There was so much going on in the Second Amendment world that I skipped right on past Paul Krugman’s demand that we print a $1 trillion dollar platinum coin and then give it away saying “we paid off the debt!”
Andrew Wilkow over at the Blaze did a pretty good job of ridiculing Krugman for being such a Keynesian idiot, dissecting Krugman’s whole stance rather harshly.
Others just made fun of Krugman for the idea being stupid. It’s gotta be hard as a progressive to find that even Jon Stewart is mocking you.
Of course, when Krugman’s not busy being a Keynesian idiot, sometimes he’s busy being an idiot Keynesian:
Way back when, Mike Konczal felicitously made that analogy to discuss the people who were calling for a rise in interest rates despite high unemployment and low inflation — a group at the time exemplified by Raghuram Rajan. For those who don’t read the classics, Calvinball is a sport in which you change the rules whenever you feel like it, very much including in the middle of games.
Proponents believe that a sustained period of low interest rates and excessive credit creation result in a volatile and unstable imbalance between saving and investment.
In his Prices and Production (1931), Hayek argued that the business cycle resulted from the central bank‘s inflationarycredit expansion and its transmission over time, leading to a capital misallocation caused by the artificially low interest rates.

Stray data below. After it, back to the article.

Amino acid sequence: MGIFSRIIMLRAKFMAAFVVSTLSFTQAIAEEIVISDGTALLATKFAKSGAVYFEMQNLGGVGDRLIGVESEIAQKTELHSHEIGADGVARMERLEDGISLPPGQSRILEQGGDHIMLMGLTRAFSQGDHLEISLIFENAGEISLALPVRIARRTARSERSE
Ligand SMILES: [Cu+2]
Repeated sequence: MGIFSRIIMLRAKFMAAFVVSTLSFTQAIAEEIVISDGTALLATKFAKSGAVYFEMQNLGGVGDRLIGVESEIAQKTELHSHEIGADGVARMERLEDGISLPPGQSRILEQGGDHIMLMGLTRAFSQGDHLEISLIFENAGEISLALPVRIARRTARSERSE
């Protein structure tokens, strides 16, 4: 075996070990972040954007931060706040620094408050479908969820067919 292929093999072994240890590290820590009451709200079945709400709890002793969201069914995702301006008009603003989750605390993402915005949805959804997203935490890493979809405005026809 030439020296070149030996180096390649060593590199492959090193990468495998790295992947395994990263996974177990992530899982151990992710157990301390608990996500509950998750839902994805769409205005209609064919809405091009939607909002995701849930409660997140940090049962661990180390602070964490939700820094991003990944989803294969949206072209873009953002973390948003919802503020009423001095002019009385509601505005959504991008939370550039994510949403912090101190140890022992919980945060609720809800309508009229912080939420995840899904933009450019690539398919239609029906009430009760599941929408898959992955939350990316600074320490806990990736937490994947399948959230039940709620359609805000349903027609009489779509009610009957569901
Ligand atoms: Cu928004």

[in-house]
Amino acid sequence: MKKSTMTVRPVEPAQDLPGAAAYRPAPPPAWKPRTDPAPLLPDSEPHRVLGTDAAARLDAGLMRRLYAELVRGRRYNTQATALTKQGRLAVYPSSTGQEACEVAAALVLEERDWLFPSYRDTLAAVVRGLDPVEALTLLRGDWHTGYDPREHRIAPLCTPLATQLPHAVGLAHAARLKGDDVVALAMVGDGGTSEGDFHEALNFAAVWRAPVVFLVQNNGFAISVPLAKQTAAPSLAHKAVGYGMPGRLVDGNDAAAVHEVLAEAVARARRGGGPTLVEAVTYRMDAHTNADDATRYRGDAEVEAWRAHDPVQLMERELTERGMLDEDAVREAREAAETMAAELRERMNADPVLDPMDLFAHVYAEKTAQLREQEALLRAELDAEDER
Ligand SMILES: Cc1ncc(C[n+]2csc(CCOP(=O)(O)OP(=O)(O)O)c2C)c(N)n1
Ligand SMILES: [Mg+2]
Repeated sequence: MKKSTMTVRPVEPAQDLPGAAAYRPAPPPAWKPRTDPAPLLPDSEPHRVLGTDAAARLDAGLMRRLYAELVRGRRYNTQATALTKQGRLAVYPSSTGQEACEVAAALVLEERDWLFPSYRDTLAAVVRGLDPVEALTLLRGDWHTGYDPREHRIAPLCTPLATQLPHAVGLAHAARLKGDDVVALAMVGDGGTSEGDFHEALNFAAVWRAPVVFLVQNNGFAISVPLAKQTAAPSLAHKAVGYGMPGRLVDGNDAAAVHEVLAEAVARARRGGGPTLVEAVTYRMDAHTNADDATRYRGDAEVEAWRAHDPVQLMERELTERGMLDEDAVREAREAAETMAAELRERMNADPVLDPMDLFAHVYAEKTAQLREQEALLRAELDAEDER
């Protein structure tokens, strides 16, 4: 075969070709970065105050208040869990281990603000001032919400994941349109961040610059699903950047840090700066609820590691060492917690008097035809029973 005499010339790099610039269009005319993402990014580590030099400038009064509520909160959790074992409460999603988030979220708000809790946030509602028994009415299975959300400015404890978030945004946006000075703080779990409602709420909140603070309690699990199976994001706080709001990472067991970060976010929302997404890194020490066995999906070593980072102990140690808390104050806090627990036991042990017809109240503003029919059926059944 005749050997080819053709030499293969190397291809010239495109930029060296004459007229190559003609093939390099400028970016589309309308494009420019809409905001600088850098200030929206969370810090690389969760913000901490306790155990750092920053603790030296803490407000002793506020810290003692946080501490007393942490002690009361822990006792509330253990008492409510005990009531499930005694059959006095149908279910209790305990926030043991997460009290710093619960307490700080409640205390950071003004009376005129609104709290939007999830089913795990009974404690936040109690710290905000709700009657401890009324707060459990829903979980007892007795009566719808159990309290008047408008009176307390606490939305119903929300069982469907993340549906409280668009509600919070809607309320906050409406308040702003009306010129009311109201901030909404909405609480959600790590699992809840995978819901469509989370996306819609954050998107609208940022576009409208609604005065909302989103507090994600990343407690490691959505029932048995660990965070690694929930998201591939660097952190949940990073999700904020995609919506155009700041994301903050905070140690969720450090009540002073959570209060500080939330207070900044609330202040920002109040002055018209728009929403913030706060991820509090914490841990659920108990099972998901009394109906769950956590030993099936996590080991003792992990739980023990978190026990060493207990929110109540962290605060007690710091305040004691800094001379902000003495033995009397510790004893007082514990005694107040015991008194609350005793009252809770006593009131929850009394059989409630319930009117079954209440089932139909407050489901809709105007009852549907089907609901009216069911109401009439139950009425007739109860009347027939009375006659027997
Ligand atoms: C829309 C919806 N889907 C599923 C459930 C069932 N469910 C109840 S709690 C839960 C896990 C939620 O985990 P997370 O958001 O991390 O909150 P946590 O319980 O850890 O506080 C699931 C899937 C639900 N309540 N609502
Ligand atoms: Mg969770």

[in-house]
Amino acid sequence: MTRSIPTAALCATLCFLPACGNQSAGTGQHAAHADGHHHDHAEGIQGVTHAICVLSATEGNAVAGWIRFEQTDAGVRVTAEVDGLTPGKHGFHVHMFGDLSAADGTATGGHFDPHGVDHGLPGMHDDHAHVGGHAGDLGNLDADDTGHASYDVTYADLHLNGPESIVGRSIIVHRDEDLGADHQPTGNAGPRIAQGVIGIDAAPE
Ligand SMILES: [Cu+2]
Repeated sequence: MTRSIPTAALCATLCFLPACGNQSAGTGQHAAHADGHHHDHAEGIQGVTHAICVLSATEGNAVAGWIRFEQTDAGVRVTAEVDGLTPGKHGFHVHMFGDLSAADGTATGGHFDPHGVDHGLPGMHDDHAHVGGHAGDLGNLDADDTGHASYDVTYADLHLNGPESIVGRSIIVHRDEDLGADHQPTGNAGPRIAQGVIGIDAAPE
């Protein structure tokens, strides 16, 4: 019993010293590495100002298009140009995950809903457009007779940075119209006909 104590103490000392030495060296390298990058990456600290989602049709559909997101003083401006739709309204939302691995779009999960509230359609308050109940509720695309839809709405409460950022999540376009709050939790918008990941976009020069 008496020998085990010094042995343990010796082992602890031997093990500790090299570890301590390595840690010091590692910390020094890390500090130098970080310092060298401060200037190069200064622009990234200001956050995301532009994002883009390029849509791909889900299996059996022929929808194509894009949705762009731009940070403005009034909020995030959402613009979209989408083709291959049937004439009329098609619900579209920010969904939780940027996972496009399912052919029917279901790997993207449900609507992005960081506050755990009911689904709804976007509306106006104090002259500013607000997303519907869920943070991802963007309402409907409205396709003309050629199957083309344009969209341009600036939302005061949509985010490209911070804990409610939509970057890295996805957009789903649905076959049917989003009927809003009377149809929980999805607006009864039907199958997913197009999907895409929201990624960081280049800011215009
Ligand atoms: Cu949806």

Raghuram Rajan, who Krugman mocks, is actually making a very salient point (without comparing Krugman to Dagwood Bumstead demanding a bigger sandwich as more stimulus):
Clearly, someone is paying a price for ultra-low interest rates: the patient and uncomplaining saver. Interestingly, if traditional spenders such as firms and young households are unwilling or unable to take advantage of low interest rates, low rates could even hurt overall spending, because savers like retirees receive lower financial incomes and curtail spending.
This is not a heretical concern. As with any tax and subsidy, the net effect depends on whether those taxed cut back spending less than those subsidized. Economists have sensibly advocated that China raise the interest rates that it pays on bank deposits so that Chinese households earn more and consume more. Some Japanese now wonder whether their ultra-low interest-rate policy could be contractionary.
Equally worrisome are the distortions that easy money creates. Evidence from the recent crisis suggests that ultra-low rates prompted a wide range of portfolio adjustments, whereby Asian and Middle East central banks and funds ended up holding the safest low-interest securities, while the US and European financial sectors went on a risk-taking binge. History never repeats itself exactly, and those singed by fire do learn not to play with matches, but we should be aware that unnaturally low interest rates have consequences other than inflation.